Cardiovascular Gender Medicine

While cardiovascular mortality rates in men have steadily declined since the 1980s, the disease is becoming more common in women, with cardiovascular deaths in women currently exceeding those in men. In fact, clinical outcomes from acute coronary syndrome and heart failure are consistently worse for women than men (Figure 1). However, the gender-specific environmental, molecular, and cellular variables that contribute to cardiovascular disease are largely unknown; patients are treated the same regardless of sex.

We recently observed significant sex- and age-specific differences in baseline left ventricular ejection fraction (LVEF), with a strong age-dependent increase in LVEF observed in healthy women but not in men (Figure 2). Given the prognostic importance of LVEF and its routine use in clinical decision making, understanding the variables that modulate myocardial contractility and vulnerability to cardiac injury in postmenopausal females and older males is of paramount importance for the development of personalized age- and gender-based therapies.  In our current projects we therefore assess the impact of (patho)physiological factors contributing to sex- and age-related differences in cardiac function (Figure 3). More precisely, we are studying the extent to which these sex-differences can be attributed to sex hormones and their receptors, to differences in genetic predisposition, neurohumoral signalling, and gender-based lifestyle factors. For this purpose, we are using murine experimental models and a variety of in vivo imaging modalities including serial positron-emissions tomography, echocardiography and cardiovascular magnetic resonance imaging.  Our ultimate goal is to improve and personalise gender-based therapeutic approaches in the aging population.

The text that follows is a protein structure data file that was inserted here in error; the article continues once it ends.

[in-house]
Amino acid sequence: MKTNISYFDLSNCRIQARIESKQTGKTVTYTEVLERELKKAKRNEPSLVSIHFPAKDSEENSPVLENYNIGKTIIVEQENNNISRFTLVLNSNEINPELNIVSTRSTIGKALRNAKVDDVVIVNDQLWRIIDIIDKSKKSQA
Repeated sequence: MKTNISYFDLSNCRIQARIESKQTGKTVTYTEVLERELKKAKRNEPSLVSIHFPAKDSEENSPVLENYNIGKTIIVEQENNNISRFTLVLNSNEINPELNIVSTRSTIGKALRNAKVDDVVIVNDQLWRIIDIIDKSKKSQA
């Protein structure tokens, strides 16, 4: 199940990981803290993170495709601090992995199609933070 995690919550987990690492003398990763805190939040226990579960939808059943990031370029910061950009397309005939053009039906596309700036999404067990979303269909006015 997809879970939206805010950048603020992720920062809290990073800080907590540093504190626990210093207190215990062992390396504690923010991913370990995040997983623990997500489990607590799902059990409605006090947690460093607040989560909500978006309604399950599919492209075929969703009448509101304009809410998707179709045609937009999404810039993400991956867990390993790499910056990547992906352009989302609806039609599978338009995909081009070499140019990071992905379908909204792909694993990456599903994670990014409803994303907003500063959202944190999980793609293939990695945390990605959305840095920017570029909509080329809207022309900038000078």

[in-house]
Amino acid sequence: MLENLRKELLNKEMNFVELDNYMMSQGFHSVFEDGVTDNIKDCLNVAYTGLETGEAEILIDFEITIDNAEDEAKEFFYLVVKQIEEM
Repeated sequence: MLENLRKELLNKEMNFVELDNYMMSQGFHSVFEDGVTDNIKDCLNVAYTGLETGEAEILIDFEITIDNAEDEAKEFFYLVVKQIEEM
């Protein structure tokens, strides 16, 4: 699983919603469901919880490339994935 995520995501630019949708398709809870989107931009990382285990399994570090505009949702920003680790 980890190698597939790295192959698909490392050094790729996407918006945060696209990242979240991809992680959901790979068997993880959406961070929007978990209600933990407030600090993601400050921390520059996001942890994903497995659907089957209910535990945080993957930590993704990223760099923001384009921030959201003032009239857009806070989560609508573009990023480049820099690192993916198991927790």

Figures 1 Kardiovaskuläre Gender Medizin.jpg
Figure 1:
Gender differences in cardiovascular disease
Figures 2 Kardiovaskulläre Gender Medizin.pngFigure 2: Sex-related differences in left ventricular ejection fraction (LVEF) in different age groups assessed by single-photon emissions tomography (right). *p<0.05.

Figures 3 Kardiovaskuläre Gender Medizin.jpg
Figure 3: Potential variables contributing to sex- and age-related differences in cardiac function. LVEF, left ventricular ejection fraction.

Key publications: Link

Contact person:
Prof. Catherine Gebhard MD, PhD
Tel. +41 44 255 89 19

Prof. Catherine Gebhard MD, PhD
Michael Fiechter MD, PhD
Susan Bengs, PhD
Ahmed Haider, PhD
Geoffrey Warnock, PhD
Wino Wijnen, PhD
Anja Zabel, Study Coordination
PhD student Angela Portmann, MSc
Flavia Diggelmann, pract. med.
Katharine Schade, BSc
Yves Pargätzi, BSc
Dominik Etter

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